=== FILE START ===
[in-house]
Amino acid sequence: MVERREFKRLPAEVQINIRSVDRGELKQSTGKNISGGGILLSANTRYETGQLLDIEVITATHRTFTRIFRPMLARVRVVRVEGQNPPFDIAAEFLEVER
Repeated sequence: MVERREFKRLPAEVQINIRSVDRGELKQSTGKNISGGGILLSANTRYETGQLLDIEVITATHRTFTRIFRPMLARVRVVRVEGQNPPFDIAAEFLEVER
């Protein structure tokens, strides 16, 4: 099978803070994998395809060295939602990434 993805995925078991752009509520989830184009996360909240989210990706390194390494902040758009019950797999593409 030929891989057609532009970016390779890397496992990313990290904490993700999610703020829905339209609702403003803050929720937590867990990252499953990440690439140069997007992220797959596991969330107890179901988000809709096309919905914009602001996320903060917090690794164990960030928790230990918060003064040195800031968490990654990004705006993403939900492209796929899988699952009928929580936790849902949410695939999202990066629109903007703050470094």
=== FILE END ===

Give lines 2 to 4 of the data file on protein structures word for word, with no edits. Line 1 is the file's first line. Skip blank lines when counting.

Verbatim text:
Amino acid sequence: MVERREFKRLPAEVQINIRSVDRGELKQSTGKNISGGGILLSANTRYETGQLLDIEVITATHRTFTRIFRPMLARVRVVRVEGQNPPFDIAAEFLEVER
Repeated sequence: MVERREFKRLPAEVQINIRSVDRGELKQSTGKNISGGGILLSANTRYETGQLLDIEVITATHRTFTRIFRPMLARVRVVRVEGQNPPFDIAAEFLEVER
């Protein structure tokens, strides 16, 4: 099978803070994998395809060295939602990434 993805995925078991752009509520989830184009996360909240989210990706390194390494902040758009019950797999593409 030929891989057609532009970016390779890397496992990313990290904490993700999610703020829905339209609702403003803050929720937590867990990252499953990440690439140069997007992220797959596991969330107890179901988000809709096309919905914009602001996320903060917090690794164990960030928790230990918060003064040195800031968490990654990004705006993403939900492209796929899988699952009928929580936790849902949410695939999202990066629109903007703050470094």